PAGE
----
Staying safe while traveling abroad is much like staying safe while traveling at home—know where you are and where you are going, and stay vigilant. Some additional ideas for keeping your travel party safe are below.
Always be aware of your surroundings, and travel with others.
Be watchful of what is going on around you and who is near you. Trust your gut instinct, and if it tells you to leave a location, do it. Never go out alone, and stay in well-lit, busy areas as much as possible. Avoid getting lost by consulting a map before you leave, and don’t hesitate to ask for directions if you need them.
Thieves and other criminals look for people who aren’t paying attention or who appear afraid, confused, or unsure of themselves. Keep your head high, continuously scan the area, and appear to be confident—even if you don’t feel it.
Have a basic grasp of the language.
If you have at least a fundamental understanding of the language, you’ll hear or read if something is happening so you can act accordingly. Learn as much of the language as you can before you travel so that you have this basic understanding—it can help you stay safe.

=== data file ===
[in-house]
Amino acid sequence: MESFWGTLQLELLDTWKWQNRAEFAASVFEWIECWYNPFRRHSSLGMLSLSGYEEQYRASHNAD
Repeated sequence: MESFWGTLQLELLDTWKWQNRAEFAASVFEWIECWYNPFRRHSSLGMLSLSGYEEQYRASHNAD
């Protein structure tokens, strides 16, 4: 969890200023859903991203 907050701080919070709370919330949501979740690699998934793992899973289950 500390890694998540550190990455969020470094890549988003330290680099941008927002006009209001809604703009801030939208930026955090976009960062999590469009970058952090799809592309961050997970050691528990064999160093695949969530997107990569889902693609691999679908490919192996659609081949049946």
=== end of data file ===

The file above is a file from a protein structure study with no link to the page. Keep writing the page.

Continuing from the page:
Keep your valuables out of plain sight, and do not flash cash.
Men should keep wallets in their front pockets, and they should be thin enough that they are not obvious. If women carry purses, they should be small and worn under their arms, close to their bodies. Many travelers prefer to wear a money belt under their clothing. Do not wear expensive jewelry, accessories, or anything else that will call attention to you. Lock your valuables in either your room safe or the hotel’s main safe.
Keep only a small amount of cash with you, and be discreet when using it. Carry credit cards and use those when possible.
Make copies of important documents.
Leave copies of your passport, driver’s license, and credit cards with someone at home, and put one copy in the safe when you lock up your valuables. If anything is stolen, those copies will help you replace your documents as quickly as possible.
Know where the nearest authorities and the embassy are.
Keep an eye out for police officers and police stations. If you find that someone is following you, walk to the nearest police. There may not be an embassy in the city you’re in, but always ask, just in case.
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